DEMAND for smaller, lower quality diamonds was beginning to improve, said De Beers which today reported sales for its ninth site or cycle of the year of $440m – described by group CEO, Bruce Cleaver, as within expectations.
“As the industry’s focus turns towards the key end of year retail selling season, rough diamond sales continued to be in line with expectation during the ninth cycle of the year,” said Cleaver in a statement to the Johannesburg Stock Exchange.
“While demand for smaller, lower quality rough diamonds continues to see some challenges, the latest cycle saw some signs of improvement in this area as factories in India begin to reopen after Diwali,” he said.
De Beers is reported to have cut the value of lower end diamonds at a recent ‘sight’ or sales meeting, one of ten per year arranged by the company, in Botswana. According to a report by Goldman Sachs, the price cut of this quality diamond was as much as 10%. It viewed the development has a negative for De Beers and Petra Diamonds.
Sales of $440m compared to $466m in the corresponding sales cycle of the previous financial year and sales of $482m in the eighth cycle this year. De Beers is 85%-owned by Anglo American.
Diamond jewellery sales were forecast to grow between 2% and 3% in 2018 owing to high consumer confidence in the US and the emergence of a firm underpin in China, but a shift in attitudes towards jewellery would challenge the diamond market as never before, it was previously reported in Miningmx.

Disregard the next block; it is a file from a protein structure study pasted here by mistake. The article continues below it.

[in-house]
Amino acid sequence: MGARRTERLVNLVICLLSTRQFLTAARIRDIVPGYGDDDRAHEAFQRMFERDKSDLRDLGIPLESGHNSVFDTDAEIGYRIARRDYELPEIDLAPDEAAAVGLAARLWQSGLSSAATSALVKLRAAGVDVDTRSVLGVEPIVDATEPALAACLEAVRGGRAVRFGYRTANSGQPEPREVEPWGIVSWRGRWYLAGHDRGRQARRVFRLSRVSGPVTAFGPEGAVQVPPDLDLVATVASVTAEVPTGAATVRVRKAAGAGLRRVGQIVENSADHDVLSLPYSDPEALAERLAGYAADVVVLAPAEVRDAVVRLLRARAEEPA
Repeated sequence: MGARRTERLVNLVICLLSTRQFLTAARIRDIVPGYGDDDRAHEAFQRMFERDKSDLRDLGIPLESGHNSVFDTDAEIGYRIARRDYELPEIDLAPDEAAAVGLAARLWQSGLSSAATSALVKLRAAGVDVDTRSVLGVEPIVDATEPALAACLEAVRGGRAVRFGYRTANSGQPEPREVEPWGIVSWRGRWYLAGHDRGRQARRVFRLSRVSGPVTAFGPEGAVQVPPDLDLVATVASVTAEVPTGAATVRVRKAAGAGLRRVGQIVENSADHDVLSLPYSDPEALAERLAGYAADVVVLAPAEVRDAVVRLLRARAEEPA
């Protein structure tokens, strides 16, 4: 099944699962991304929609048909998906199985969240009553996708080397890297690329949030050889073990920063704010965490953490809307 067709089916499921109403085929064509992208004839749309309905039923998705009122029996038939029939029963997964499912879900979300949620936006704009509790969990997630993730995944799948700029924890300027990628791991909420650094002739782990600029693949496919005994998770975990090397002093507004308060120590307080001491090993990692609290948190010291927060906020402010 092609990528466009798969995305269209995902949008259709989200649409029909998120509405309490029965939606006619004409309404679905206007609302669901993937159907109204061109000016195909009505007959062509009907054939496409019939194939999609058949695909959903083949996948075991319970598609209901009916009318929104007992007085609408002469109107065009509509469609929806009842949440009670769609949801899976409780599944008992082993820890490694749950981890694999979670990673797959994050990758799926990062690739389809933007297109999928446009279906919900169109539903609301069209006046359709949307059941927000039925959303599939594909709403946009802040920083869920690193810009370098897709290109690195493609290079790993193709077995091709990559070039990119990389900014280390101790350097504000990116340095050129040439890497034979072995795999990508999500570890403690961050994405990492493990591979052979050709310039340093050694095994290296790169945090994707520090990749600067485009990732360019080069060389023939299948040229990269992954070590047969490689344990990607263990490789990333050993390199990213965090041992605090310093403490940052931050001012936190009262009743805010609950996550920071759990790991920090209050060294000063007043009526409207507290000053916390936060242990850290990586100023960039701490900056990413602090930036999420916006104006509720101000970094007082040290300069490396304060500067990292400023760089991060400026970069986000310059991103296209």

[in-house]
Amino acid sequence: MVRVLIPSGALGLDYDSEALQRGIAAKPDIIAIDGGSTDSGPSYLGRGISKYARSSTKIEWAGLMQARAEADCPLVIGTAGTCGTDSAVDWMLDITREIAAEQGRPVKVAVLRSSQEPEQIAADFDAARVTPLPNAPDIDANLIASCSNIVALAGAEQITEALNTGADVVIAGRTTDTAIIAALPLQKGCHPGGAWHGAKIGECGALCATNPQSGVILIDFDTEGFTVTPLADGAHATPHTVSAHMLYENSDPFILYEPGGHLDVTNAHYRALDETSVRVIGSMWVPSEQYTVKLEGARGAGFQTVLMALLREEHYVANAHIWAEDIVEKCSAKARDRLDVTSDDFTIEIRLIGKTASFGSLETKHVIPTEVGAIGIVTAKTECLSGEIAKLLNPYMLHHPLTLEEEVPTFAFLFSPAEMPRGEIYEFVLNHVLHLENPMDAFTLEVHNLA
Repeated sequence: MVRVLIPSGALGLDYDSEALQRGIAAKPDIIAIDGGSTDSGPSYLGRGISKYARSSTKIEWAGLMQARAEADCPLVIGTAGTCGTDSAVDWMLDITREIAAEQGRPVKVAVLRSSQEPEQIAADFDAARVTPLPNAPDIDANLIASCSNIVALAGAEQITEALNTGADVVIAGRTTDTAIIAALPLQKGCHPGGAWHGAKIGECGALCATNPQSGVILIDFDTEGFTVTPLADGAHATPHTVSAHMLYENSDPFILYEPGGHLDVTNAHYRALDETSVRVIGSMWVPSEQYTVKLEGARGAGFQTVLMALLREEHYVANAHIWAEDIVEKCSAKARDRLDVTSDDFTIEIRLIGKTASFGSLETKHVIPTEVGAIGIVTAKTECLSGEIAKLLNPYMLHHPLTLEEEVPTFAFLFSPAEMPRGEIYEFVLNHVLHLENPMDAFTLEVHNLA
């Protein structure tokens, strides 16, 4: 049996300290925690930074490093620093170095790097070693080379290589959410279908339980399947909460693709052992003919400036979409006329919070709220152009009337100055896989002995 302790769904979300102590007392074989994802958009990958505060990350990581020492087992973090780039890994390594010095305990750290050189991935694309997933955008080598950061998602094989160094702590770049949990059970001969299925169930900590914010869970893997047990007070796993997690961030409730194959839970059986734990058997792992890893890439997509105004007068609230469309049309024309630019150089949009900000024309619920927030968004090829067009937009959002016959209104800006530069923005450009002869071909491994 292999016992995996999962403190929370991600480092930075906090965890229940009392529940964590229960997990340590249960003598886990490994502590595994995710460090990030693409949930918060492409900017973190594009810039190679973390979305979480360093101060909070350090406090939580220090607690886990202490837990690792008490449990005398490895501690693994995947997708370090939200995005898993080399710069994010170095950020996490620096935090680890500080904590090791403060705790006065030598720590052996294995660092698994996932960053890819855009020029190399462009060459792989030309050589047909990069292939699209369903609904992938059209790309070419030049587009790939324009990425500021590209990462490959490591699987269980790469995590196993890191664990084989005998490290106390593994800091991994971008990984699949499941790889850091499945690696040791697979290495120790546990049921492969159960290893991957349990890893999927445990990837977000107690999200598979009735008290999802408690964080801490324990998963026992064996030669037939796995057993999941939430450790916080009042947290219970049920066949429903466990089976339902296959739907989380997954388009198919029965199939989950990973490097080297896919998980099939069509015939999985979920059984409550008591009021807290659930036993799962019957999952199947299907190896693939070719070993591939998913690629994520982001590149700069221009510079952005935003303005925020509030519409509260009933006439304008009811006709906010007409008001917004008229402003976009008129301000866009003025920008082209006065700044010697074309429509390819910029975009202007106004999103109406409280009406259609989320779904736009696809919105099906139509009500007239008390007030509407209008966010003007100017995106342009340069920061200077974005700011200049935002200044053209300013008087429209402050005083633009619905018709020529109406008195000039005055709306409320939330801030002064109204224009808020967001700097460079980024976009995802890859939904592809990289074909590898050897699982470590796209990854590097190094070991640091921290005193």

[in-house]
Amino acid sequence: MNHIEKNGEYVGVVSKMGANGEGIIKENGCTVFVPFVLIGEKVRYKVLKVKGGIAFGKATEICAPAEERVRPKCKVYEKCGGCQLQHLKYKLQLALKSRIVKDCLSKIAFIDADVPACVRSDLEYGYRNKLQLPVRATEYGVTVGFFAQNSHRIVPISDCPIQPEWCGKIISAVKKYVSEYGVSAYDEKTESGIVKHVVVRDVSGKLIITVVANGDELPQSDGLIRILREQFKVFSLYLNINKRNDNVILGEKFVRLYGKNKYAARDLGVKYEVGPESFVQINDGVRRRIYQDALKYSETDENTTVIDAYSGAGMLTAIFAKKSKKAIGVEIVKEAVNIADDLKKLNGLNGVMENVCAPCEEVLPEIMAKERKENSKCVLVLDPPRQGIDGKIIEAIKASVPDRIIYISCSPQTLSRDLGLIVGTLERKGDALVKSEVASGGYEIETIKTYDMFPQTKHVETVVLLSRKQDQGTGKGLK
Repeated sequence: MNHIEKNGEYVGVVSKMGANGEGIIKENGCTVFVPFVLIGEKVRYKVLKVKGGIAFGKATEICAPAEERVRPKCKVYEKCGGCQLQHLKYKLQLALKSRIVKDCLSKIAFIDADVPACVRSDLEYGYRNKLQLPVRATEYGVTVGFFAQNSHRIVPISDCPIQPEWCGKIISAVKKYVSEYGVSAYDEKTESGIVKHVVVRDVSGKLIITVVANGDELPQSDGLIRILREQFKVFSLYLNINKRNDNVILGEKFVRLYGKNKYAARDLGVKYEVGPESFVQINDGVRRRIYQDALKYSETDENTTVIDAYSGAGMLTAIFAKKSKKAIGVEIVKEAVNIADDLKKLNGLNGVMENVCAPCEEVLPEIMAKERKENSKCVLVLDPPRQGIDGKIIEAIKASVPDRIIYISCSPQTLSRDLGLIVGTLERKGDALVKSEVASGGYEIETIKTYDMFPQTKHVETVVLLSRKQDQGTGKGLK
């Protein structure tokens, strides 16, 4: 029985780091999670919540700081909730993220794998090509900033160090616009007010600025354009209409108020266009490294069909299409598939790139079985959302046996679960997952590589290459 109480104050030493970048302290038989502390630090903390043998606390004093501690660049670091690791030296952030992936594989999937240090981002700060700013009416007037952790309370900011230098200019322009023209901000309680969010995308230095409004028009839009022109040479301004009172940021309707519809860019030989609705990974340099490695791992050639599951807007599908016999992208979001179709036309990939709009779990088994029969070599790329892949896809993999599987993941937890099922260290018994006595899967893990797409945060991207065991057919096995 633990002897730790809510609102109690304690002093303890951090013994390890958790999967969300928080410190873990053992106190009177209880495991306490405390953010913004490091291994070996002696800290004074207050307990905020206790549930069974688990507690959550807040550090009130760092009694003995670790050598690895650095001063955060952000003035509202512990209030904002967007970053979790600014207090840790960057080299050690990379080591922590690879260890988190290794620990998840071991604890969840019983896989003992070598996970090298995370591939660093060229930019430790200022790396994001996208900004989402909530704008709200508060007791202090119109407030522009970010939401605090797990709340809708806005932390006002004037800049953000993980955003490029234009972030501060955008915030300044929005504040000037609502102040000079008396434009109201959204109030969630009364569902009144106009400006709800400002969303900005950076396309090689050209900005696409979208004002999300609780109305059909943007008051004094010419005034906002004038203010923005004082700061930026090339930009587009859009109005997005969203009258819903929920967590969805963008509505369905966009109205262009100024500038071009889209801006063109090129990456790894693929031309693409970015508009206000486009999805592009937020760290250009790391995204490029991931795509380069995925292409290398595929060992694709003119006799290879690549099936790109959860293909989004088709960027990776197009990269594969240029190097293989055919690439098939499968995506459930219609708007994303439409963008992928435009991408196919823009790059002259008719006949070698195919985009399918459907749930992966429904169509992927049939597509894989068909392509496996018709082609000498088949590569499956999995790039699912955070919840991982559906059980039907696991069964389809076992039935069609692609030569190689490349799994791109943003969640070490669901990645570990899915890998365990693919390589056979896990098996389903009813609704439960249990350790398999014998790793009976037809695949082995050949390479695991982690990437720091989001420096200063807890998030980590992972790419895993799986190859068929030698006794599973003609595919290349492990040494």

“Never before, we suggest, have natural diamonds seen such competition from other ‘luxuries’ ranging from electronic items to holidays,” said Des Kilalea, a diamond analyst for Canaccord Genuity in a report dated November 7.
“The decline in diamond’s share of luxury spending, and the fall of diamond value in jewellery pieces needs to be reversed if rough and polished prices are to see any sustained upward momentum, in our view,” he said.
Lucara Diamond Corporation, another diamond miner which has been under pressure lately, said it was increasing carats from its Karowe mine in Botswana but it acknowledged that the predominantly large proportion of lower value diamonds it would recover would “… not contribute materially” to its revenue line for the remainder of its financial year.
The critical period for diamond jewellery sales was from Thanksgiving Day on November 22 through to Valentine’s Day in February, a three-month span of time that also included the Chinese New Year. “The US market remains buoyant and sales promise, we think, to be good for diamond jewellery with consumer confidence at a multi-year high,” said Kilalea.